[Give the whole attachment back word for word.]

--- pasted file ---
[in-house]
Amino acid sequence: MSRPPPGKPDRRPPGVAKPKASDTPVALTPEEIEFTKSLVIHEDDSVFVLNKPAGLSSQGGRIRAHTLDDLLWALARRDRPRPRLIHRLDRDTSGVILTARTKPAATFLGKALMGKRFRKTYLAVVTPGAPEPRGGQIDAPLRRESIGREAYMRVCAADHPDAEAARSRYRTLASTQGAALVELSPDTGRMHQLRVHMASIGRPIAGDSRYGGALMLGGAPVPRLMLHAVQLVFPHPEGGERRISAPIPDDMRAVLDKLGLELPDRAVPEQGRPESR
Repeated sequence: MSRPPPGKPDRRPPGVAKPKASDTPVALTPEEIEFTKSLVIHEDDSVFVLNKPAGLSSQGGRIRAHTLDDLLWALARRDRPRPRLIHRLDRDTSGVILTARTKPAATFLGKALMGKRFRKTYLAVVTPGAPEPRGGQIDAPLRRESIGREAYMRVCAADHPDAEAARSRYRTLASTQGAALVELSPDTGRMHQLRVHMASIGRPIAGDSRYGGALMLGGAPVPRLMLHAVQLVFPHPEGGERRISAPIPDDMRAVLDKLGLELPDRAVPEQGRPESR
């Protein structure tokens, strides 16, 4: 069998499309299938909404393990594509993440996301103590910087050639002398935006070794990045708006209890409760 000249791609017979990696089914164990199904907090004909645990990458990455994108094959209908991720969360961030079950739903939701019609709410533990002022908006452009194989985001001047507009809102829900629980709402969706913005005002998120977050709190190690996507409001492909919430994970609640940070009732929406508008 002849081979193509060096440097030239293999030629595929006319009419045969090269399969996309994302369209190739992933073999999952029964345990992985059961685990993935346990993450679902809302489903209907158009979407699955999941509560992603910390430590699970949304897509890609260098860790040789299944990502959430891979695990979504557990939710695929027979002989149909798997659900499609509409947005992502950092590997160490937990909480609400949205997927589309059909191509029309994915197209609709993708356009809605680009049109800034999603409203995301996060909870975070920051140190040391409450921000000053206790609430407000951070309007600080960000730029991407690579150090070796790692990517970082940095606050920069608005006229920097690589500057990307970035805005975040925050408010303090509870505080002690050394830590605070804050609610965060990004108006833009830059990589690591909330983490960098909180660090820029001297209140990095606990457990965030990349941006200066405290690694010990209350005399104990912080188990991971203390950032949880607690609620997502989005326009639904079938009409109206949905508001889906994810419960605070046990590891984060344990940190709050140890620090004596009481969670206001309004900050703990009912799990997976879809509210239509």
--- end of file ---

[in-house]
Amino acid sequence: MSRPPPGKPDRRPPGVAKPKASDTPVALTPEEIEFTKSLVIHEDDSVFVLNKPAGLSSQGGRIRAHTLDDLLWALARRDRPRPRLIHRLDRDTSGVILTARTKPAATFLGKALMGKRFRKTYLAVVTPGAPEPRGGQIDAPLRRESIGREAYMRVCAADHPDAEAARSRYRTLASTQGAALVELSPDTGRMHQLRVHMASIGRPIAGDSRYGGALMLGGAPVPRLMLHAVQLVFPHPEGGERRISAPIPDDMRAVLDKLGLELPDRAVPEQGRPESR
Repeated sequence: MSRPPPGKPDRRPPGVAKPKASDTPVALTPEEIEFTKSLVIHEDDSVFVLNKPAGLSSQGGRIRAHTLDDLLWALARRDRPRPRLIHRLDRDTSGVILTARTKPAATFLGKALMGKRFRKTYLAVVTPGAPEPRGGQIDAPLRRESIGREAYMRVCAADHPDAEAARSRYRTLASTQGAALVELSPDTGRMHQLRVHMASIGRPIAGDSRYGGALMLGGAPVPRLMLHAVQLVFPHPEGGERRISAPIPDDMRAVLDKLGLELPDRAVPEQGRPESR
């Protein structure tokens, strides 16, 4: 069998499309299938909404393990594509993440996301103590910087050639002398935006070794990045708006209890409760 000249791609017979990696089914164990199904907090004909645990990458990455994108094959209908991720969360961030079950739903939701019609709410533990002022908006452009194989985001001047507009809102829900629980709402969706913005005002998120977050709190190690996507409001492909919430994970609640940070009732929406508008 002849081979193509060096440097030239293999030629595929006319009419045969090269399969996309994302369209190739992933073999999952029964345990992985059961685990993935346990993450679902809302489903209907158009979407699955999941509560992603910390430590699970949304897509890609260098860790040789299944990502959430891979695990979504557990939710695929027979002989149909798997659900499609509409947005992502950092590997160490937990909480609400949205997927589309059909191509029309994915197209609709993708356009809605680009049109800034999603409203995301996060909870975070920051140190040391409450921000000053206790609430407000951070309007600080960000730029991407690579150090070796790692990517970082940095606050920069608005006229920097690589500057990307970035805005975040925050408010303090509870505080002690050394830590605070804050609610965060990004108006833009830059990589690591909330983490960098909180660090820029001297209140990095606990457990965030990349941006200066405290690694010990209350005399104990912080188990991971203390950032949880607690609620997502989005326009639904079938009409109206949905508001889906994810419960605070046990590891984060344990940190709050140890620090004596009481969670206001309004900050703990009912799990997976879809509210239509």